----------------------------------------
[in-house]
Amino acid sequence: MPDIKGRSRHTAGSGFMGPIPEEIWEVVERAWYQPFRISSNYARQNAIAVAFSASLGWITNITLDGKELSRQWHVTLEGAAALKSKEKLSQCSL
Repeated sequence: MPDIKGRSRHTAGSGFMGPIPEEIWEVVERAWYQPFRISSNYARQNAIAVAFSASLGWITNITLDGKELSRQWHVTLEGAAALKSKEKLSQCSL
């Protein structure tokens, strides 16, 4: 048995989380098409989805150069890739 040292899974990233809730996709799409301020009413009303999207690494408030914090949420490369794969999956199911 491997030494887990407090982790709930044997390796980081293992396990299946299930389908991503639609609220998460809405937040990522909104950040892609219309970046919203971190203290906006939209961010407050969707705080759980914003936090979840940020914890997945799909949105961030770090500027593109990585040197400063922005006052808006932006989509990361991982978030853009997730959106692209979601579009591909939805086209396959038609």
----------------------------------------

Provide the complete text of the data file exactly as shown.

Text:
[in-house]
Amino acid sequence: MPDIKGRSRHTAGSGFMGPIPEEIWEVVERAWYQPFRISSNYARQNAIAVAFSASLGWITNITLDGKELSRQWHVTLEGAAALKSKEKLSQCSL
Repeated sequence: MPDIKGRSRHTAGSGFMGPIPEEIWEVVERAWYQPFRISSNYARQNAIAVAFSASLGWITNITLDGKELSRQWHVTLEGAAALKSKEKLSQCSL
């Protein structure tokens, strides 16, 4: 048995989380098409989805150069890739 040292899974990233809730996709799409301020009413009303999207690494408030914090949420490369794969999956199911 491997030494887990407090982790709930044997390796980081293992396990299946299930389908991503639609609220998460809405937040990522909104950040892609219309970046919203971190203290906006939209961010407050969707705080759980914003936090979840940020914890997945799909949105961030770090500027593109990585040197400063922005006052808006932006989509990361991982978030853009997730959106692209979601579009591909939805086209396959038609």